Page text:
New Hope for the Families of Married Filipinos Who Immigrated Claiming Single Status.

Filipinos who misrepresented their marital status by claiming to be single when, in fact, they were married prior to immigrating to the United States may obtain a waiver of the fraud without fear of being deported and may then immigrate their spouses and children from abroad or, if in the United States, they may file for their green card.

The reason most Filipinos misrepresented their marital status to embassy officials when they immigrated is simple enough– they were originally single when either their U.S. permanent resident parent or U.S. naturalized parent filed an immigrant visa petition for them. However, they subsequently got married prior to immigrating to the United States.

I understand how easy it is to get caught up in an unfair visa system that makes children of permanent residents or United States citizens wait up to ten years or more before they can immigrate to the United States. Meanwhile, these petitioned Filipino children become young adults, fall in love with their hometown sweethearts, get married and have children themselves.

Certainly it is easy enough to get snared in this kind of trap. If the visa applicant reveals the marriage to embassy officials, then they cannot immigrate and reunite with family and other loved ones already in the United States. If the applicant lies and says he or she is not married and has no children, he or she will usually be issued an immigrant visa, but will find out later that there is no way to subsequently immigrate his or her spouse and children.

I have seen many Filipinos who have found themselves caught up in this nightmare with no apparent way to resolve the problem of immigrating their family. Filipinos have tried various kinds of “quick fix” or other misguided remedies, all of which only make the problem worse. For example, after the immigrating Filipino arrives in the United States and obtains a green card, he or she returns to the Philippines, remarries the spouse, and then comes back to the United States with the second marriage certificate and files an immigrant visa petition for the spouse. After waiting for the quota to become current, the spouse left abroad is interviewed by the U.S. Embassy .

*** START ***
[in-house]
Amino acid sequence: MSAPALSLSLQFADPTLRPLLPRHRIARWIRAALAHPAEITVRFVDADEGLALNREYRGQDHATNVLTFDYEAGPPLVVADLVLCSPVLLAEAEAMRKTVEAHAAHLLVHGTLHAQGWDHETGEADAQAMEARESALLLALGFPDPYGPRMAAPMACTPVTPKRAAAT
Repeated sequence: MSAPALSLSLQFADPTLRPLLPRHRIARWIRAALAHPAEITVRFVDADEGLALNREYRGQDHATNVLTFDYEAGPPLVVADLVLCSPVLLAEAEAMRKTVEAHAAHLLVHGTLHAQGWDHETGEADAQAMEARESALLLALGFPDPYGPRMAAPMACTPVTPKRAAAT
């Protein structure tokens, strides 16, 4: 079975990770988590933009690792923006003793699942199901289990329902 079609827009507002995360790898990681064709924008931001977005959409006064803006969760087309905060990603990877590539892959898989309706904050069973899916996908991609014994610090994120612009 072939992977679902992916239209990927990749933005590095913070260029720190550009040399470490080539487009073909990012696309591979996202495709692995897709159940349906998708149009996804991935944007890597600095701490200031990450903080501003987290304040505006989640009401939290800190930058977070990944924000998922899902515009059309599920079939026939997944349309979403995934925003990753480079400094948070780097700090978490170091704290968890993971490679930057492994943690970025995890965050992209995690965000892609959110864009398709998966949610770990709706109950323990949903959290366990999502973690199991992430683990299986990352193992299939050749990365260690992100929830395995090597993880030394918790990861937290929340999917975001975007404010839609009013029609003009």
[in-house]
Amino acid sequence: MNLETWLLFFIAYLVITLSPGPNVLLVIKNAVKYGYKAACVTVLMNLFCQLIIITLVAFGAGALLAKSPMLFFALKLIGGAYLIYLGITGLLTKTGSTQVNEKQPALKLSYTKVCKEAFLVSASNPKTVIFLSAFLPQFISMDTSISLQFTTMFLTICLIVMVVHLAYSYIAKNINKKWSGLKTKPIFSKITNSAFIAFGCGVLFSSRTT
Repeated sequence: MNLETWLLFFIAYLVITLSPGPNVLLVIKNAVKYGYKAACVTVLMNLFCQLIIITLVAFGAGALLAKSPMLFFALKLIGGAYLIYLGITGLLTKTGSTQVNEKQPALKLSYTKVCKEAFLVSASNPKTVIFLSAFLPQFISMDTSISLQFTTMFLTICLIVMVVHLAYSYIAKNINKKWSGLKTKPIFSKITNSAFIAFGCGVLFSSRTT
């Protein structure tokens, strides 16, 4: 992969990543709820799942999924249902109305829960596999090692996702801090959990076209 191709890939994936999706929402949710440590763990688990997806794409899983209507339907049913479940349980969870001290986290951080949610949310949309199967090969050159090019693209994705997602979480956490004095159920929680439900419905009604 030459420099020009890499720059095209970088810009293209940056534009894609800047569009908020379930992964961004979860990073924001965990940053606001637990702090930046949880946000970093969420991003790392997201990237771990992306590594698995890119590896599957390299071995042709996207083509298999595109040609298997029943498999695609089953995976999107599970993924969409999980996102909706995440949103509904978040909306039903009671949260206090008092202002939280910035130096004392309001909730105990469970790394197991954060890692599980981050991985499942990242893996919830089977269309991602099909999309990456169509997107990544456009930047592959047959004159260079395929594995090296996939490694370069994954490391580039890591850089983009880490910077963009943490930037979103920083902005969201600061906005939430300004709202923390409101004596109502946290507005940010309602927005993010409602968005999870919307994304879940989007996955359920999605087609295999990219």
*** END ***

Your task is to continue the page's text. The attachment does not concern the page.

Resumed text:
Sometimes the scheme works if the couple has no children or if they have concealed the fact that they have children. Under these circumstances I have found Filipinos to be between 30 % and 40 % successful, however, the children remain stranded in the Philippines. Even if the children are subsequently smuggled into United States they remain “TNT”.

Another misinformed remedy is to obtain forged birth certificates for the children showing that they were born out of wedlock and to remove the first marriage certificate from the local civil registry. This scheme works less than 1 % of the cases and presenting such documents is a red flag to the embassy officials.

The embassy will carefully investigate the birth and marriage records on file at the National Statistics Office in Manila and even send an investigator to the province to questions neighbors, local parish priests and others. Once the true facts are discovered by the embassy, the visa will be denied and the visa petition will be returned to the Immigration Service for revocation.